The English have long had a knack for taking fundamentally American music, morphing it and giving it back to us in a fresh and thrilling form. We gave them the blues; they gave us the Rolling Stones and Zeppelin. We gave them folk; they gave us Mumford & Sons. We gave them house and techno; they gave us Basement Jaxx and the Chemical Brothers. We are so grateful.
Now, a collection of UK artists are again evolving electronic music as we know it, veering the center of sonic gravity from the festival EDM that blew up in the United States circa 2012 and pushing the US scene into the house and deep house renaissance of the moment. Think nuanced beats over air horns, and black leather jackets vs. tutus.
“The UK is a great place for electronic music right now, because it’s small and compact,” says UK tastemaker Annie Mac. “You’ve got all of these crazy cultures on top of each other… That’s why London is the birthplace for jungle, dubstep, grime… with Disclosure, you can trace their sound back to Chicago, but also to UK garage.”
Indeed, Disclosure sparked the trend with their game-changing 2014 debut Settle. Beginning with its massive lead single “Latch,” the album introduced a no-scrubs crew of UK artists including Jessie Ware, AlunaGeorge and Sam Smith, who is now so famous that he got to sit near Prince at the Grammys. Settle also arguably shepherded the renaissance of ‘90s R&B goddess Mary J. Blige, who guested on “F for You,” appeared with Disclosure at assorted live sets, and inferred the influence of the UK scene on her own work by naming her most recent album The London Sessions.
“It’s funny that it’s taken these young UK producers going over to America to make America realize how fucking brilliant America is in the first place.”
“I think it was only a matter of time after the EDM boom that the UK started to find its own sound again, because the UK contributed so heavily,” says Pete Tong, a longstanding English icon famous for his work as a DJ/producer and as the host of several tastemaking programs on BBC Radio 1. “The UK kind of did its own version of [dance music] pretty successfully in the ‘90s, and then the creative spark seemed to leave the UK for many years… That started to change again in the last couple of years.”
In the wake of Disclosure has come a barrage of producers whose sound is a modern take on the four-on-the-floor house that first crossed the pond from Chicago and Detroit in the 1980s. These acts include Rudimental, Route 94, Kidnap Kid, Duke Dumont and Gorgon City, whose debut album Sirens was a commercial and critical darling of 2014. Tong calls Gorgon City one of the most exciting acts in music currently, and he recently collaborated with the duo on his All Gone compilation for this year’s Miami Music Week. Furthermore, the shift in tastes towards deep house Stateside is the reason why more well-established acts like Mary Jane Coles and Damian Lazarus have gained mainstream traction, and why Hot Natured blew up and were invited to perform live at the non-dance music specific festival Coachella.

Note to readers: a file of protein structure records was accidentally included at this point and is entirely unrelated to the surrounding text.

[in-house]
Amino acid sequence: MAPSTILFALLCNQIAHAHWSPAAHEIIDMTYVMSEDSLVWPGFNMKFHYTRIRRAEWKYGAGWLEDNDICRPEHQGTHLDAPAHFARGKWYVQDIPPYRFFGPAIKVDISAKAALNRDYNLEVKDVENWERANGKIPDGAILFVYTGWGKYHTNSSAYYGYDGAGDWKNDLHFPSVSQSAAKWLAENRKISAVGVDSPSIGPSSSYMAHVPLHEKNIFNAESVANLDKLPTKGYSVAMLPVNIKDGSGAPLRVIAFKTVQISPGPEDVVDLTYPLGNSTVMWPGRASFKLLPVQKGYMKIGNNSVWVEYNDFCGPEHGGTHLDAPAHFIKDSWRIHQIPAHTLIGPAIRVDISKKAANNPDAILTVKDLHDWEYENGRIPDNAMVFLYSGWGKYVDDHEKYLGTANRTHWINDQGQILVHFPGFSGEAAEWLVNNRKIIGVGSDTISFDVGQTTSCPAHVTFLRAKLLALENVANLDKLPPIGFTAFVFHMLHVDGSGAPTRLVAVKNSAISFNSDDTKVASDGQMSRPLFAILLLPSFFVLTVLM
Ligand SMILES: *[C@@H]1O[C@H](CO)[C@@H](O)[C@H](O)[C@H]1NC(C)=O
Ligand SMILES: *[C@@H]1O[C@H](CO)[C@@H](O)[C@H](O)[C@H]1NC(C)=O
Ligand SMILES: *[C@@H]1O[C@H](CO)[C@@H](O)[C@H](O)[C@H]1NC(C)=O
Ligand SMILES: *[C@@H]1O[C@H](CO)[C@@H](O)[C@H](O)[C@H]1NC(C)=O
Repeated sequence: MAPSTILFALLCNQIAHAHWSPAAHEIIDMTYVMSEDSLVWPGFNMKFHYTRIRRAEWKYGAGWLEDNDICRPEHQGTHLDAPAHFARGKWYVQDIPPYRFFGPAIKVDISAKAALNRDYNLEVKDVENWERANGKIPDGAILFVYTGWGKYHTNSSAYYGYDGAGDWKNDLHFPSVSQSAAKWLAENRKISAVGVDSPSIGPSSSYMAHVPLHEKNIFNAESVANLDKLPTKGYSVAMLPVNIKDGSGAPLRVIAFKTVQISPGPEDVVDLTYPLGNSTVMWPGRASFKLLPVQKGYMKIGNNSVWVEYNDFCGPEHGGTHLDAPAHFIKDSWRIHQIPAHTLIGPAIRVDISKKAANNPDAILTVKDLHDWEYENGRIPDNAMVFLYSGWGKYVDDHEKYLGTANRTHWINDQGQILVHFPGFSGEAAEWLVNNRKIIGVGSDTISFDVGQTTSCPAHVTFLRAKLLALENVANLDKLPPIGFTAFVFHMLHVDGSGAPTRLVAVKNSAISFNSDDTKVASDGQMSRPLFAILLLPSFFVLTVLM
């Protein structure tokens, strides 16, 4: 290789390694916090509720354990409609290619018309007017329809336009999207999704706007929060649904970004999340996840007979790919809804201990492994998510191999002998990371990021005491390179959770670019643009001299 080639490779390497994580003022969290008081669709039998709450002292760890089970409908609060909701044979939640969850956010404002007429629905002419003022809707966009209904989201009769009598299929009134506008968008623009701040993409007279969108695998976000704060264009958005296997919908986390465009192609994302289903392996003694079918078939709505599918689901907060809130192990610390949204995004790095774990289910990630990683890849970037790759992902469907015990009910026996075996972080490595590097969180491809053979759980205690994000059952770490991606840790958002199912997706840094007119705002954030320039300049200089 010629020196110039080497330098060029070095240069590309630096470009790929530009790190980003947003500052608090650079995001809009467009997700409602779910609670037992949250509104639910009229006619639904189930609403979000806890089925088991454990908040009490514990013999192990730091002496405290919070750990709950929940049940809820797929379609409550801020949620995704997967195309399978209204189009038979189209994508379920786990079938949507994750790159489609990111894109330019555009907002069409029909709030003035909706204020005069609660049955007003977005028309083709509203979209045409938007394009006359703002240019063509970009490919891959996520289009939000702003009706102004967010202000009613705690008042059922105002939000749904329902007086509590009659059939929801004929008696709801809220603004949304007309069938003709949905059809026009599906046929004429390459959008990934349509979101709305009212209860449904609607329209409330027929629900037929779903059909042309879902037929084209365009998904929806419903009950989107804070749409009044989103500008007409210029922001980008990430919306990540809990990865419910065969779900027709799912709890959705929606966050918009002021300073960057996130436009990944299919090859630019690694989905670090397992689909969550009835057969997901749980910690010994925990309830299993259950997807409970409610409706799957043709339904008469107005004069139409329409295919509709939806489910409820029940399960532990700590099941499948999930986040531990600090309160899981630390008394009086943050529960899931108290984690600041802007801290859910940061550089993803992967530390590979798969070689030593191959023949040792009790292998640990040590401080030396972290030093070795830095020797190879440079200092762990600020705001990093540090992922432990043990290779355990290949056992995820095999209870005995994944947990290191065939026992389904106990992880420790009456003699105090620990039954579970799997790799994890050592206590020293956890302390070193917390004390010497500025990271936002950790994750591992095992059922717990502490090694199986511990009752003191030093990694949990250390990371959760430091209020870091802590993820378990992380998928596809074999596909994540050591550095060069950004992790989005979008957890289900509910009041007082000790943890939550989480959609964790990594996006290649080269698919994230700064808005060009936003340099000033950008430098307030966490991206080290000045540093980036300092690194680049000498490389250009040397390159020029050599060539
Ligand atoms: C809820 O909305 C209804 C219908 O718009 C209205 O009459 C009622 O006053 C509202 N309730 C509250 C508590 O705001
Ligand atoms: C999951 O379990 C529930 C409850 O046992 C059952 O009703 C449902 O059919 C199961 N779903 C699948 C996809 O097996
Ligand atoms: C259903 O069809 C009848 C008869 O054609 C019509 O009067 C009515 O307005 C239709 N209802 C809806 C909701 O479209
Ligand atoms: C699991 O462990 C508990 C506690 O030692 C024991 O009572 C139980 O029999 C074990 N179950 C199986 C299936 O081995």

“The power has come back to the UK again,” says Tong, “and the [Gorgon City] guys are a pretty good representation of that.”
The duo—Kye Gibbon and Matt Robson-Scott—say the UK scene at the moment is especially fertile because it’s so friendly and collaborative. “You look at the charts in the UK,” says Robson-Scott, “and some weeks we’re mates with three of the people in the top 10.”
Indeed, as the homes of Gorgon City, Rudimental, Clean Bandit, Kidnap Kid, Jess Glynne, Disclosure and more, the London-based Black Butter and Method labels are epicenters for the new UK sound that is currently hot AF in the US. They’re helping shift festival lineup emphasis away from pummeling EDM and toward the darker and more nuanced sounds typically heard at side stages, in nightclubs, and at those underground parties that all the cool kids in the office go to every weekend.
“It’s just the knowledge of the music and even the kind of attitude in the clubs,” Tong says, in regard to the recent evolution of the US scene. “It feels a lot cooler now, basically—whereas before, dance music was all glowsticks and throwing up shapes with your hands.”
And while glowsticks and shape-throwing are totally cool if that’s what you’re into, the fact is that artists who are steeped in the underground culture are the ones currently pulling ever-larger crowds at events both mainstream and underground (though the term “underground” obviously becomes less accurate as the sound expands in popularity). Tong cites the success of the recent CRSSD festival in San Diego, an event largely focused on such “underground” music, as evidence that the Stateside scene is maturing.
“For us, the whole EDM thing feels a bit alien—the whole sort of showman thing of being a DJ with your hands in the air, and fireworks,” says Gibbon. “It’s not what I associate with raving, so it’s always felt a bit different to what we do. But it’s good that things are kind of merging. It feels like people who like EDM are now really into deeper sounds, like what we’re doing.”
Whether this is a function of crowds getting older and more sophisticated in their tastes, or of trends simply changing, the fact is that the sound of the moment has closer ties to various club scenes of the ‘80s and ‘90s than it does to a lot of current mainstage music.
“I just find the whole thing hilarious,” says Mac. “Disclosure, Duke, they’re all inspired by American dance music producers—the people that created and championed house music. It’s funny that it’s taken these young UK producers going over to America to make America realize how fucking brilliant America is in the first place.”